I am not overweight. I am not underweight. I'm 5'6 and I am usually somewhere between 112 and 123 pounds. We don't own a scale so I don't monitor. I don't have to because my food choices are so obnoxiously healthy that it is somewhat self regulating.  I am not starving. I have plenty of food options and my options increase as I become accustomed to this way of life. There really are endless possibilities. But the rest of the world doesn't eat like I do and that is the primary struggle.

When visiting, I eat before I leave or I just wait until I get home if there is nothing for me. It is sometimes hard to believe how frequently food is served which I cannot eat. Sometimes, there is nothing in an entire meal that I can eat. For example, a common meal of casserole with processed ingredients, bread, salad already wearing manufactured dressing, and dessert. It is embarrassing sometimes. I do not wish to stand out or be particular. Incredibly, my body has adjusted beautifully to its new energy sources and I do not need to eat as frequently as I used to. My body used to crave carbs every hour. I thought that was healthy and normal. Now, I can fast for long periods without much discomfort. But it feels rude. Because eating is social and celebratory and abstaining feels like a form of selfishness. It is not understood and thus, not accommodated. In short, it is lonely. The hardest part is not passing by the table laden with beautiful and delicious food. The hardest part is watching other people eat it while I sit with them or turning down food that my host or hostess has lovingly prepared.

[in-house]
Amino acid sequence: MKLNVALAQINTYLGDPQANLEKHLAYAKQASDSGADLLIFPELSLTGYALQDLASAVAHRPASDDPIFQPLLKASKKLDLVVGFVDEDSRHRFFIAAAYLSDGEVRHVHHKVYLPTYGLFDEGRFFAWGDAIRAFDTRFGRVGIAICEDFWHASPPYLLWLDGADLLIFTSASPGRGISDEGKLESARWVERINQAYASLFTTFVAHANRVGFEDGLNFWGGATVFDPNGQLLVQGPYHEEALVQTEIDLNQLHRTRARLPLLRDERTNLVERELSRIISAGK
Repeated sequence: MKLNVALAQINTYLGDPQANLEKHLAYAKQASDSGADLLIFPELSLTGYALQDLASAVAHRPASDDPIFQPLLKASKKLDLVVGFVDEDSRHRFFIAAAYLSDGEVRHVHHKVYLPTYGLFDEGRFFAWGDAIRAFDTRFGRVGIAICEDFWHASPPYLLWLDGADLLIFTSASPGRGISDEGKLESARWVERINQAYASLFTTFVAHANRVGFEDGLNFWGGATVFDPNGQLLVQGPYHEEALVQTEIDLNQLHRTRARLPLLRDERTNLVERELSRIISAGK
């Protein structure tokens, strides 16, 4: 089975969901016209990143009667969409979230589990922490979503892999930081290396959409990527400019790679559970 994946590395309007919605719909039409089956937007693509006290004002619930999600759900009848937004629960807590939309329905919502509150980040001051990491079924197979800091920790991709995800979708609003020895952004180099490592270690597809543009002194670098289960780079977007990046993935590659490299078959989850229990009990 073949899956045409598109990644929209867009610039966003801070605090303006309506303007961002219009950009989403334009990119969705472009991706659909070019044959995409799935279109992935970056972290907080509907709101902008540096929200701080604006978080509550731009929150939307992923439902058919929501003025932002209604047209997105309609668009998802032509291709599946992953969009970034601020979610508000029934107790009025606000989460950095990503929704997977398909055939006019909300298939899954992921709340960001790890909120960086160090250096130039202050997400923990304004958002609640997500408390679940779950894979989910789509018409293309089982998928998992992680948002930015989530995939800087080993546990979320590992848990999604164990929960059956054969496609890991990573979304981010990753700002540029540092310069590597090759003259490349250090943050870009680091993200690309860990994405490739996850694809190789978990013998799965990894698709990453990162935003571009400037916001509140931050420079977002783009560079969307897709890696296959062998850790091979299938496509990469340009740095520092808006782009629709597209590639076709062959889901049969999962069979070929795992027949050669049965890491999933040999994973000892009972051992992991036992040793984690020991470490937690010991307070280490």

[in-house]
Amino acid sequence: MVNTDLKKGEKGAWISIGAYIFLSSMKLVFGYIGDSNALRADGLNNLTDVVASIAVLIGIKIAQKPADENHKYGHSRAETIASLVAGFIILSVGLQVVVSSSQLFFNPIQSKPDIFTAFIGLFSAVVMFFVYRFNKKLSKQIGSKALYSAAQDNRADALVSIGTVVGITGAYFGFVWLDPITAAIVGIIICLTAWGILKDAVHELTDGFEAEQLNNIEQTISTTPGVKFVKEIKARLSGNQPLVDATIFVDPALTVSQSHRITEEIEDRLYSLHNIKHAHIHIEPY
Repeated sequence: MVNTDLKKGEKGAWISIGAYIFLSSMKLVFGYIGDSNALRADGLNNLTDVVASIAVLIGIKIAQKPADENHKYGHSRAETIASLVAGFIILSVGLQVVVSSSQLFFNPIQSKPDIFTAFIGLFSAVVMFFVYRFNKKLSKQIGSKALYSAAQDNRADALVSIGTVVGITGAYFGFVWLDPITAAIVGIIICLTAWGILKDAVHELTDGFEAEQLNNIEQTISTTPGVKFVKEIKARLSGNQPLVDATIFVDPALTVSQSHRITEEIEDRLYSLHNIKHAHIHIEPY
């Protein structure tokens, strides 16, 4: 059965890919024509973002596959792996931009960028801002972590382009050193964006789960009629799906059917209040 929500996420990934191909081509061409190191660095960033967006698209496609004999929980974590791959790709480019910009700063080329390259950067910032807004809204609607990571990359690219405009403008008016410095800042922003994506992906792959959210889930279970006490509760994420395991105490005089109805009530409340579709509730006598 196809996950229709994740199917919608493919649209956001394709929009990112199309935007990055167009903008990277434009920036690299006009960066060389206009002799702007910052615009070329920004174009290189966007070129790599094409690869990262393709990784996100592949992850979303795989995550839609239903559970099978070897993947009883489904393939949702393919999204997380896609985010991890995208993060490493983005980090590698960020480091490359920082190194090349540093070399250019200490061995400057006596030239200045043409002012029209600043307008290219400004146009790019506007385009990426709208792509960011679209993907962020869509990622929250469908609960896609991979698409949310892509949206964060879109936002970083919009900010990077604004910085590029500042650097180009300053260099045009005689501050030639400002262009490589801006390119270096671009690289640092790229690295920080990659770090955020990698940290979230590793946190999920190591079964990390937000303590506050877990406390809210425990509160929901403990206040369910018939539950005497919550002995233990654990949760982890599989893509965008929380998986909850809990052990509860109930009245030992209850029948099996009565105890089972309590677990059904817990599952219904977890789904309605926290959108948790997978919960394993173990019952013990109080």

I don't struggle all the time and am happy enough with the lifestyle to continue it, but I confess that this is a difficult season. I made it through Thanksgiving, which is an eating holiday if there ever was one, but I keep coming back to the question: Can I do this for the duration of my life? As I stood in church thinking about food instead of praying, I thought: Yes, I can. Life is short. My life belongs to Jesus. My health belongs to Jesus. If I never eat another piece of red licorice in my life *sigh* it will not take away one bit from the joy and fulfillment of an eternity with the Lord. I am no longer a slave to food. Thanks be to God. 


Posted on December 10, 2012 and filed under "diet", "fitness", "low carb".